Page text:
Authorities are also trying to grapple with this situation which is leading to social tensions and violence, hence, in many parts of Africa, from Lagos, to Johannesburg and Dakar, government are now easing the restrictive measures even in the face of possible rises in infection and mortality rates.

A transformed future

Viewing this complex situation through social science and anthropological lenses, we see three major long-term impacts in Africa that we believe are significant enough to signal future paradigmatic shifts

1. Disintegration of traditional social structures such as family and social networks.
Interpersonal relationships are transformed with social distancing, and there is less physical proximity between family and community members. Individuals or nuclear families cannot provide for all vital needs in the African context, especially in poor communities. Resilience does not lie in Africa health care systems (many of which are significantly in need of major strengthening) but instead relies on families and community solidarity, particularly the contribution and role of women, through traditional safety nets and most importantly through the cultural habitus of patient care within the family unit. Are we learning sufficiently well from how African communities have dealt with diseases and pandemics in the past and current times ?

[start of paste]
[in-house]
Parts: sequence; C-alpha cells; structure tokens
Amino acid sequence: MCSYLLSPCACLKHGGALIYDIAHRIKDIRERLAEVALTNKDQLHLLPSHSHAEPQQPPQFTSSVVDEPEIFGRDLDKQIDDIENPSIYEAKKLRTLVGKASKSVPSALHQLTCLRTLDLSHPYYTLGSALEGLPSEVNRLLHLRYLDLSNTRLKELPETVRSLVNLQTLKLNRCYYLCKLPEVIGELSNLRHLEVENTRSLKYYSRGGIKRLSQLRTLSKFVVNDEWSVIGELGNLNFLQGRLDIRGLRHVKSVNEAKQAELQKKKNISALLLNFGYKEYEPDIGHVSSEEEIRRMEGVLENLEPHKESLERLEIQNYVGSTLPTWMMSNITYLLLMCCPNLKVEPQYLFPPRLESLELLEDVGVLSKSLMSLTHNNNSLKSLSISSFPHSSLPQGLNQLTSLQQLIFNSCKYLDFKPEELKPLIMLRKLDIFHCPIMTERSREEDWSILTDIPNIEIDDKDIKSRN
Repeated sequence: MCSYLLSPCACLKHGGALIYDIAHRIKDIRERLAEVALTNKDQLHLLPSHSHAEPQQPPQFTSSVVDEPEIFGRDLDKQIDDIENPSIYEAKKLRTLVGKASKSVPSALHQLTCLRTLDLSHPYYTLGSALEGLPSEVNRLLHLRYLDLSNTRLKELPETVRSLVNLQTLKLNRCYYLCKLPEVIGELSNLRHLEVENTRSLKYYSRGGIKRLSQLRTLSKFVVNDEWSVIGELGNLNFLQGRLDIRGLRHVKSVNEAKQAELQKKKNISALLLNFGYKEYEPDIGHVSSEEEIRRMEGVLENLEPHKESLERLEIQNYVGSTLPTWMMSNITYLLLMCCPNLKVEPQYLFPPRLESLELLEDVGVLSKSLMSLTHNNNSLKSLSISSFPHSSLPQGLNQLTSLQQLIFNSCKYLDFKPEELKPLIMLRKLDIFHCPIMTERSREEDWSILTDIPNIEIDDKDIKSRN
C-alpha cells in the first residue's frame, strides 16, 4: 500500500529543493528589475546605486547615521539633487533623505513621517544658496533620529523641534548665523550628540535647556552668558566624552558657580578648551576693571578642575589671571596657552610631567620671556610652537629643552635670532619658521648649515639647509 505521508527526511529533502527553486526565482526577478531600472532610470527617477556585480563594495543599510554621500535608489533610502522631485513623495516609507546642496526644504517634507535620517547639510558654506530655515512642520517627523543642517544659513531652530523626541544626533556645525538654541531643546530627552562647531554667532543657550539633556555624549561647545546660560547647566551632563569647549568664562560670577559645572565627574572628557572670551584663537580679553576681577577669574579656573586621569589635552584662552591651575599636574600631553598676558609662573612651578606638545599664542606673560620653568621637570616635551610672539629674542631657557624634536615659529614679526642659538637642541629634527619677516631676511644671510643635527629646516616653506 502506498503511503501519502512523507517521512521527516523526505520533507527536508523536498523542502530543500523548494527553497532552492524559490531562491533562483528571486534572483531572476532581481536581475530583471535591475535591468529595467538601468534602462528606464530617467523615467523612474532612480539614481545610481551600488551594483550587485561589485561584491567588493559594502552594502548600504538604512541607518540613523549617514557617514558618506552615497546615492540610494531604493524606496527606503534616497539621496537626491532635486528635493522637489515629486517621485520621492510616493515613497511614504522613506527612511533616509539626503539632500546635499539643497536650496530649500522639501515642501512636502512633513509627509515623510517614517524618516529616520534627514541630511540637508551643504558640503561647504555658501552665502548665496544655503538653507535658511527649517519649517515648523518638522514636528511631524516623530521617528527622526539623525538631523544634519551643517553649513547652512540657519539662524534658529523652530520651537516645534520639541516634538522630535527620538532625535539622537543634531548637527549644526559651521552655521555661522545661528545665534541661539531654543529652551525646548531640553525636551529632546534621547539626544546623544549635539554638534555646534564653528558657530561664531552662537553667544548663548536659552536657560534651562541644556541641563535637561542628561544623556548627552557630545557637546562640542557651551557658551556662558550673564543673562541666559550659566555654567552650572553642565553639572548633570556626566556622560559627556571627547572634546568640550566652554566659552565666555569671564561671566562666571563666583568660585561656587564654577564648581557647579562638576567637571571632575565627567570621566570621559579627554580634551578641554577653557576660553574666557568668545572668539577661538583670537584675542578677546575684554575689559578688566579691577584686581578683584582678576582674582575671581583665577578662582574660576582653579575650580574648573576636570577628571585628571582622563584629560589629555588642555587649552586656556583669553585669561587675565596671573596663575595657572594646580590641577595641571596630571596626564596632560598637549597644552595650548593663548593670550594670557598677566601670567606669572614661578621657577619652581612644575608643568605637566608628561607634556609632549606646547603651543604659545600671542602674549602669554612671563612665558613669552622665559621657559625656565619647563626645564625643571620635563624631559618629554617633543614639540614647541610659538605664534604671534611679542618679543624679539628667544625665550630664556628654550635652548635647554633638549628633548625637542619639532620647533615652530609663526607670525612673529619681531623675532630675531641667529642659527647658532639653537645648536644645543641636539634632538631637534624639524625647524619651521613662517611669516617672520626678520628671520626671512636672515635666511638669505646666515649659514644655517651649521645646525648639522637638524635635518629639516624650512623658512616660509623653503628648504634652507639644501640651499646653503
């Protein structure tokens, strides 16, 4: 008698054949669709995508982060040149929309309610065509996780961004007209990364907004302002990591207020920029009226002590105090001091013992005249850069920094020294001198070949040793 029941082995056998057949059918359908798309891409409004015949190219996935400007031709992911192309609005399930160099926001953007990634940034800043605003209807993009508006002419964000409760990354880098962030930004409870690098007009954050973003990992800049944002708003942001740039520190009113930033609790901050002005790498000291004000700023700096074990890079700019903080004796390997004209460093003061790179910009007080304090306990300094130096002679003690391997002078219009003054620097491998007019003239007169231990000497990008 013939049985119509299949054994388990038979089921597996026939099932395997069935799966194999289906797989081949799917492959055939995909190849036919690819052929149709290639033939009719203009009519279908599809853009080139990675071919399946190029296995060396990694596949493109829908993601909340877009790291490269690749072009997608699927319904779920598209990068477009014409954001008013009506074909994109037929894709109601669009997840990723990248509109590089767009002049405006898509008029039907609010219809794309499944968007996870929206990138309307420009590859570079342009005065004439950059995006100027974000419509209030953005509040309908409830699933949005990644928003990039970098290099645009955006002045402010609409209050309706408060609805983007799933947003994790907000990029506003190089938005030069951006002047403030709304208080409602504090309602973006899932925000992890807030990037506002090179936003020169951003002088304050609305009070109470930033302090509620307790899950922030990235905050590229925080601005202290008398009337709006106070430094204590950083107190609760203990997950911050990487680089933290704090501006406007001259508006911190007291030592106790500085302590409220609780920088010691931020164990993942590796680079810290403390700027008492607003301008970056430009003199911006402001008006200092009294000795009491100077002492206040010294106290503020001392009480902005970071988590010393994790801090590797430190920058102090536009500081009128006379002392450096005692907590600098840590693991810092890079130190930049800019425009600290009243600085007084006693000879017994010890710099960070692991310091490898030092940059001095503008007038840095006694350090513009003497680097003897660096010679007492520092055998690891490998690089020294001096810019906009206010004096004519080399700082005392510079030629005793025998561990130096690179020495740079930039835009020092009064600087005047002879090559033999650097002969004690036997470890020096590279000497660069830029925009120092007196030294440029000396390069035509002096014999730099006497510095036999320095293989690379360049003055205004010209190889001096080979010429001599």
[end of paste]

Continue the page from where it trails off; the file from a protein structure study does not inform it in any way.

2. Disappearance of the gerontocracy.
The elderly, guardians of cultural transmission of knowledge and peace are dying, taking with them wisdom, knowledge and life experience. Are the youth prepared to take over in Africa ?

3. A redefinition of the sacred is underway
Religion has been very affected by Covid-19. The spiritual, religious guides are losing their power, and their aura. They have not been able to gather the faithful to pray together whether in the mosques, in the churches, or in the synagogues. What will provide the social cohesion that is being lost by these collective expressions of faith ?

4. How do we move forward ?
This pandemic has reminded us as human beings, that we are at same time the subjects and the objects of its outcomes. We can and must act ourselves in response to this crisis, by reengaging with citizens and local communities who are most directly affected. We propose three key steps needed in the Africa context, but which we believe are also relevant globally :